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California state auditor claims state fails to hold lawyers accountable

Clients hire attorneys for legal representation during some difficult situations. Sometimes attorneys provide legal counsel during family law disputes like divorce and child custody matters, others navigate employment law disputes and estate planning needs. Whatever the legal issue, those who seek representation depend on their attorneys to advocate for their interests.

There are professional rules of conduct that help protect vulnerable clients. Each state has an organization that administers a disciplinary system to help deter misconduct and better ensure clients receives competent representation. In California, that organization is the State Bar of California.

But what happens when this organization fails to protect the public? That is the question recently posed after an investigation into the workings of the State Bar of California.

What led to this question?

The Auditor of the State of California conducted an audit of the State Bar’s attorney discipline process and found that group has repeatedly failed to prevent attorneys from violating professional standards.

One of the main issues found during the investigation was that of multiple violations. In one example a single attorney was the subject of 165 complaints and the State Bar has yet to impose a form of public discipline. In another, an attorney was the subject of 87 complaints over a span of 20 years. Clients accused this attorney of several ethical violations, including the misappropriation of funds. But the State Bar did little to stop the attorney’s actions or protect the clients. Most of the disputes were handled with non-public measures, like a private reprimand. It took a federal money laundering conviction before the State Bar considered disbarring the attorney.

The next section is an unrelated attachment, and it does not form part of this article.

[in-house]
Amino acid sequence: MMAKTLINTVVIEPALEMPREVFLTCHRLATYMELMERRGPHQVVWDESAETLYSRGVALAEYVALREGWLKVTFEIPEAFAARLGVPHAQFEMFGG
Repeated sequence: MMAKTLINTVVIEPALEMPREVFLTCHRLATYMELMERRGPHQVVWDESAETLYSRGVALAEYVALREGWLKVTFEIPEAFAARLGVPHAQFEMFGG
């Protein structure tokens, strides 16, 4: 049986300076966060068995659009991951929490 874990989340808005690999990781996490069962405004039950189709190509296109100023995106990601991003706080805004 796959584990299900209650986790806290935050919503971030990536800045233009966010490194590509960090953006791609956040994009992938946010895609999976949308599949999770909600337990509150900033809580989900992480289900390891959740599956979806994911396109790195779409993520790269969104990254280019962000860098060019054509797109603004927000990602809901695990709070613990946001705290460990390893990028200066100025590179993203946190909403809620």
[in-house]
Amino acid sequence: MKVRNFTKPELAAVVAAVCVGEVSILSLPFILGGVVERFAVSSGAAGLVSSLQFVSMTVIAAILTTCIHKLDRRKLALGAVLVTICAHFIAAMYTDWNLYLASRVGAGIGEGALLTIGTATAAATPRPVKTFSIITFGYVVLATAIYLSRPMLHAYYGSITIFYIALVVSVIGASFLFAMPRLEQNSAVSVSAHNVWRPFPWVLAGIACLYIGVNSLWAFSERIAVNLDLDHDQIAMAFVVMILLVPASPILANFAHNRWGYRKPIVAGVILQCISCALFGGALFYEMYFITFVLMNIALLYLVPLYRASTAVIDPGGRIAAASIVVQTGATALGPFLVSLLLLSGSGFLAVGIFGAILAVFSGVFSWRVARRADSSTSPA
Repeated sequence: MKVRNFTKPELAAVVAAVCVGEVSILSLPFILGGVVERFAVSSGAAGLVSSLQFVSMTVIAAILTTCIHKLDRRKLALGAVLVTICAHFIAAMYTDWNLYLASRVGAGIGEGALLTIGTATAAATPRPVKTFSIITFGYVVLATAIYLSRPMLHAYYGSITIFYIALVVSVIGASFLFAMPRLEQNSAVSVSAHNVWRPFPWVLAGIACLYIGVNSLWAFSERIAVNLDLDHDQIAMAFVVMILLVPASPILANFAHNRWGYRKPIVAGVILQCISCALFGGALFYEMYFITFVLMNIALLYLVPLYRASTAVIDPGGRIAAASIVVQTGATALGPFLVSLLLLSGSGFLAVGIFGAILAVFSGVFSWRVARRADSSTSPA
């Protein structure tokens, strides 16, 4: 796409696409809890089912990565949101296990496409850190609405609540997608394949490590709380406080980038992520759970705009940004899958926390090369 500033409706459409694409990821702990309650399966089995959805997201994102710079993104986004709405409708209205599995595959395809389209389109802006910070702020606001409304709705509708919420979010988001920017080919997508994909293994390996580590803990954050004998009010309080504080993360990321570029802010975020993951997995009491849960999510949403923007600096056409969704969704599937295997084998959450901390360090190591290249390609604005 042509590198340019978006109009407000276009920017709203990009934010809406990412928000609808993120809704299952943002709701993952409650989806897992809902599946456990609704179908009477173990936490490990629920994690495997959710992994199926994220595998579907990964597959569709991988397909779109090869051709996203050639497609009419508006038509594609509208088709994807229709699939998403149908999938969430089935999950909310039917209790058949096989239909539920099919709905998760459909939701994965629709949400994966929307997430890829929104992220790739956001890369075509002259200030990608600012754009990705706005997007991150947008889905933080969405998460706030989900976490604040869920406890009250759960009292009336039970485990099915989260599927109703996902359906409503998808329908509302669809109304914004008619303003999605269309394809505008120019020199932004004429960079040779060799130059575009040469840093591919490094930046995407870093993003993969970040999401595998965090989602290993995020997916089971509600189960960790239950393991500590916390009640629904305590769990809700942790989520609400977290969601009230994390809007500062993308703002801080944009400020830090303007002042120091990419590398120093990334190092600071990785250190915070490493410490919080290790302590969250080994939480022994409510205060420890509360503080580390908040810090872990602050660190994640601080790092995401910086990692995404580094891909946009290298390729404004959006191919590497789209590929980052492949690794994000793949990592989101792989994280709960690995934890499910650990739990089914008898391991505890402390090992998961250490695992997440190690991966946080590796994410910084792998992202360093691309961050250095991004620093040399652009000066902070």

What can the public do to address this issue?

The Auditor recommends the State Bar develop better criteria for public notification and make use of the American Bar Association’s databank to help check on attorney’s standings in other jurisdictions.

Clients can also help. Clients can hold attorneys who fail to meet ethical standards accountable through a legal malpractice claim. This serves two goals. First, it can result in funds for the client who suffered damage from the attorney’s actions and second, it can deter others from making the same mistakes.